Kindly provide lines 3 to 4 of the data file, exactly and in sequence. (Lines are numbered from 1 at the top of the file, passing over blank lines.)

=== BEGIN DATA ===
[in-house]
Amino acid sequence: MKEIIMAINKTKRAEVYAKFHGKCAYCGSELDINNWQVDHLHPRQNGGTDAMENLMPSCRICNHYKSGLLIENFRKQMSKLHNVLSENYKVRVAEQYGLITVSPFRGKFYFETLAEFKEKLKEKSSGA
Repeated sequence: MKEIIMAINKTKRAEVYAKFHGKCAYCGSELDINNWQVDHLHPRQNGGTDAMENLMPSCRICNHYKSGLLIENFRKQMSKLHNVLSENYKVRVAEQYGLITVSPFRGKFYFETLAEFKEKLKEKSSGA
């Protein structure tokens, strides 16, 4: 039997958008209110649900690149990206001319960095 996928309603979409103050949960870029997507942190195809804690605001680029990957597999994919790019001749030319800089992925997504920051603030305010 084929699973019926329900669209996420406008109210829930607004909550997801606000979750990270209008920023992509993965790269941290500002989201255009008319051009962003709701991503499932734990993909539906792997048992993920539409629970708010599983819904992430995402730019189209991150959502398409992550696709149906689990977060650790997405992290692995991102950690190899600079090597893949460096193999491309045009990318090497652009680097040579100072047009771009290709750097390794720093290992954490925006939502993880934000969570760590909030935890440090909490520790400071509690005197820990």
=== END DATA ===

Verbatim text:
Repeated sequence: MKEIIMAINKTKRAEVYAKFHGKCAYCGSELDINNWQVDHLHPRQNGGTDAMENLMPSCRICNHYKSGLLIENFRKQMSKLHNVLSENYKVRVAEQYGLITVSPFRGKFYFETLAEFKEKLKEKSSGA
């Protein structure tokens, strides 16, 4: 039997958008209110649900690149990206001319960095 996928309603979409103050949960870029997507942190195809804690605001680029990957597999994919790019001749030319800089992925997504920051603030305010 084929699973019926329900669209996420406008109210829930607004909550997801606000979750990270209008920023992509993965790269941290500002989201255009008319051009962003709701991503499932734990993909539906792997048992993920539409629970708010599983819904992430995402730019189209991150959502398409992550696709149906689990977060650790997405992290692995991102950690190899600079090597893949460096193999491309045009990318090497652009680097040579100072047009771009290709750097390794720093290992954490925006939502993880934000969570760590909030935890440090909490520790400071509690005197820990």